Right now, Folsom Lake's water levels are at historic lows because of a third consecutive dry winter. But federal officials say in the future, when we get way too much rain and snow, the reservoir won't be able to hold all the water. That's why the dam needs to be raised by 3.5 feet.
"It's for reducing the flood risk to the downstream communities in the Sacramento region."
~Tyler Stalker, U.S. Army Corps of Engineers
Stalker is with the U.S. Army Corps of Engineers' Sacramento District, which is holding a public meeting on the project this week.
Specifically, the plan calls for raising all of the dykes, the Mormon Island Auxiliary Dam and the right and left wings of the main dam. It's a long term project and construction wouldn't start for another two years.
"We really just want to talk to the public," Stalker says. "We have some ideas on how we think we can implement this plan. We want to get their thoughts on those. One of them's a 3.5-foot flood wall, some of them are just raising the earth and dykes 3.5 feet."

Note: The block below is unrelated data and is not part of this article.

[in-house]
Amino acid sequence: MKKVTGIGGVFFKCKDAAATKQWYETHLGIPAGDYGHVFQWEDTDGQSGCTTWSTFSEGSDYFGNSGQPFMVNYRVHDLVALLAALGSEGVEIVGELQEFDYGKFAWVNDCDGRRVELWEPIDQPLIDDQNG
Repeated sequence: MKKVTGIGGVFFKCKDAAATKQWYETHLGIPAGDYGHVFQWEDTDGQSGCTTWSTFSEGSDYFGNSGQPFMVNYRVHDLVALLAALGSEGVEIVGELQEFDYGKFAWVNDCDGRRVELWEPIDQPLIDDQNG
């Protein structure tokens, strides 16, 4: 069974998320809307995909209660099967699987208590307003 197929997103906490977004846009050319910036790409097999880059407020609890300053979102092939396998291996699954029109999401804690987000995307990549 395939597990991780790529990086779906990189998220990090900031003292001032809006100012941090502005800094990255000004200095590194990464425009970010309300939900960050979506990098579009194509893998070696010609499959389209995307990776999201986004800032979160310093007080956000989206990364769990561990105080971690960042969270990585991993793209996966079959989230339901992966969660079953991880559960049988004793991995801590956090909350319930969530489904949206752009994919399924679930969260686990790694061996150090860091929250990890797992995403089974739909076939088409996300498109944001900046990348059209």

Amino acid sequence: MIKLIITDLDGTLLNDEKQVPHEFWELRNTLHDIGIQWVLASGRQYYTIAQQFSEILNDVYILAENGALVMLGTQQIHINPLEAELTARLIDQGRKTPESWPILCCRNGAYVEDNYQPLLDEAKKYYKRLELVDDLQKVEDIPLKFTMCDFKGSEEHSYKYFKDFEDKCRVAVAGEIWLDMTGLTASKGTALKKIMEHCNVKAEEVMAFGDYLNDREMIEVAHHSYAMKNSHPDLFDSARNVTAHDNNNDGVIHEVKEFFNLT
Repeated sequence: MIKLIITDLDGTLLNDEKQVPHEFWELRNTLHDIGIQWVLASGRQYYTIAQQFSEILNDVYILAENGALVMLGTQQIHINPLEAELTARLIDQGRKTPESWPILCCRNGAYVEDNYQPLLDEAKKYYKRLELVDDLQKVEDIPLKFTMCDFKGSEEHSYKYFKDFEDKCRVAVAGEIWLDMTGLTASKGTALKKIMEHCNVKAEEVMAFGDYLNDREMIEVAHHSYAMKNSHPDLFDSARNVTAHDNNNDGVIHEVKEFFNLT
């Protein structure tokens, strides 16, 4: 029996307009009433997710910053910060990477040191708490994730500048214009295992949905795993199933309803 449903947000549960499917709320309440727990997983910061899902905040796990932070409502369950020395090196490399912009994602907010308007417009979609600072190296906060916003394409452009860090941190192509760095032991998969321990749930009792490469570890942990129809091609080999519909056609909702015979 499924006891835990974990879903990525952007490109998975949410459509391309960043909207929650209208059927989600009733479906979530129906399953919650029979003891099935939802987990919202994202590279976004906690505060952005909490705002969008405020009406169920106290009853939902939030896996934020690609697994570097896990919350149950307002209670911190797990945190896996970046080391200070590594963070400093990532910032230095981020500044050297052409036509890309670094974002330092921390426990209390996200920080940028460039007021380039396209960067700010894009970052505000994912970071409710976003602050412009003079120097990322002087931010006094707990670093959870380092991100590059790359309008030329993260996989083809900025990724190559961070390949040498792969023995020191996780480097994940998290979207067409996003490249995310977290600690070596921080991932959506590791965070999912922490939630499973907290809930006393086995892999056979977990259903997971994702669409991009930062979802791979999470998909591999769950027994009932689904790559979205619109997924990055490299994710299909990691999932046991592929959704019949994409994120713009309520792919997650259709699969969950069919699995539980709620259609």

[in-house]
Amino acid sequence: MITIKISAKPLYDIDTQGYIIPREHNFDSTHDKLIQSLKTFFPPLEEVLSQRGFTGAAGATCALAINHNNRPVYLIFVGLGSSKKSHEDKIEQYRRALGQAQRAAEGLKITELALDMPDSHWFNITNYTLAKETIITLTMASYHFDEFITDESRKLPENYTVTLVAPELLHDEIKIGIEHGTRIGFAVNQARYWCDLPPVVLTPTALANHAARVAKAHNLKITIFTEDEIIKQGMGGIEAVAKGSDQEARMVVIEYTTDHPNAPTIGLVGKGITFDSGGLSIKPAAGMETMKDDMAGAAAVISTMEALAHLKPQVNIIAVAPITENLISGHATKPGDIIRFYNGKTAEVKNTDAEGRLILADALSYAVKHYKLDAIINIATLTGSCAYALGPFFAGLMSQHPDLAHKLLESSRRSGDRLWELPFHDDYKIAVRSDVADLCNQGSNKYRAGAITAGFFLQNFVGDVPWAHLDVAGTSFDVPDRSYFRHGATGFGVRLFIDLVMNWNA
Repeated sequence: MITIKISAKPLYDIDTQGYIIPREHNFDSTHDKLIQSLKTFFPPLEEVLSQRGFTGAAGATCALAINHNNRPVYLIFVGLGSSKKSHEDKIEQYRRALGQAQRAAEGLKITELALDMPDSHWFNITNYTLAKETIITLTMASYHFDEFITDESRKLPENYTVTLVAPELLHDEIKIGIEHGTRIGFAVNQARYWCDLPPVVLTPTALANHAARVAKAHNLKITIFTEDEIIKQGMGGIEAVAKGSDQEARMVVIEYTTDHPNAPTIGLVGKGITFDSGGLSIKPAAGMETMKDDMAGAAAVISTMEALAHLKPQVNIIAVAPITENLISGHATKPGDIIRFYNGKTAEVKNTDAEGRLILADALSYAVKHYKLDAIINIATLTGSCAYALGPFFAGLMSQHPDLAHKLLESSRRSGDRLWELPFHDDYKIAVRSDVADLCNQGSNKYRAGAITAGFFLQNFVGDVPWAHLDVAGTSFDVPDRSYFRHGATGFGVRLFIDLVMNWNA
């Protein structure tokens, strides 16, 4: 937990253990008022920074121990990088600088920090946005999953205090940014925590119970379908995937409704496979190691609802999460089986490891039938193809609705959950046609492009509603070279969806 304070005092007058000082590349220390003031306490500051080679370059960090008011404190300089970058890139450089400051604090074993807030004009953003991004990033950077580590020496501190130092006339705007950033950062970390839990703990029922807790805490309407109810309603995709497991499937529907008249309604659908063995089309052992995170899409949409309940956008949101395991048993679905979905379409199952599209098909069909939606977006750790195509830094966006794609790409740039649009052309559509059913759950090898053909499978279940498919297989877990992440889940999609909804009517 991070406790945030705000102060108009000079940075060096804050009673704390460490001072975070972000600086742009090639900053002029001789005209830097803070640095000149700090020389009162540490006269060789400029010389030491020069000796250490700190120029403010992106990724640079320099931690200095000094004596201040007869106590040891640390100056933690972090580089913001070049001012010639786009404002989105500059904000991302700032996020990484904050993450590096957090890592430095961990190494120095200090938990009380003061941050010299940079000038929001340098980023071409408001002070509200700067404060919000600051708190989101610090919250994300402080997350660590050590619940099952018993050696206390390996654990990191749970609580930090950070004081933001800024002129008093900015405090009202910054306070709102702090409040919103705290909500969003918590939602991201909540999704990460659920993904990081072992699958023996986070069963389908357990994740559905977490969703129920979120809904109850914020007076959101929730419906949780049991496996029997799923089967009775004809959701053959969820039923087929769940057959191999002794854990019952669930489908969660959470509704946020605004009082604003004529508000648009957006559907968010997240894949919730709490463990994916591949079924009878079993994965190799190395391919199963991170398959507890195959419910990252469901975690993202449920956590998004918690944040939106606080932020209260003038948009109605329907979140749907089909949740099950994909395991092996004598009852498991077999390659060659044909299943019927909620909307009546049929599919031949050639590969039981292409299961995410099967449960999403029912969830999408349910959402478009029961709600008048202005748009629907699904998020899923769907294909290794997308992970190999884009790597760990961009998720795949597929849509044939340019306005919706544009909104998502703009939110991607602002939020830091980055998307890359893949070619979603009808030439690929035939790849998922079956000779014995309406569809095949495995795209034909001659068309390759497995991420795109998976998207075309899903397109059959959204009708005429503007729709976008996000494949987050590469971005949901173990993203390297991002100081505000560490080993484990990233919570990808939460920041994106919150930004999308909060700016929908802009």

In a separate project, Folsom Dam is getting new flood-control gates designed to release water quicker during a flood. The steel gates were built in Oregon and are scheduled to arrive later this month.
The meeting on the dam raise project will be held Wednesday from 5 to 7 p.m. at the Folsom Community Center.
California is experiencing one of its wettest winters in years. But farmers on the west side of the San Joaquin Valley still won’t receive a full supply of water from the federal Central Valley Project.
Some farmers who rely on water from the federal Central Valley Project may receive more water than they’ve had in several years. Others will have to wait until mid-March to find out what their allocations will be.
The San Joaquin County Board of Supervisors has voted to continue its drought emergency while other counties are looking at lifting conservation measures.
A UC Santa Cruz study finds transmission of West Nile virus is higher in drought years.
Today's Sierra snowpack survey has scientists with the California Department of Water Resources optimistic about the state's water supply.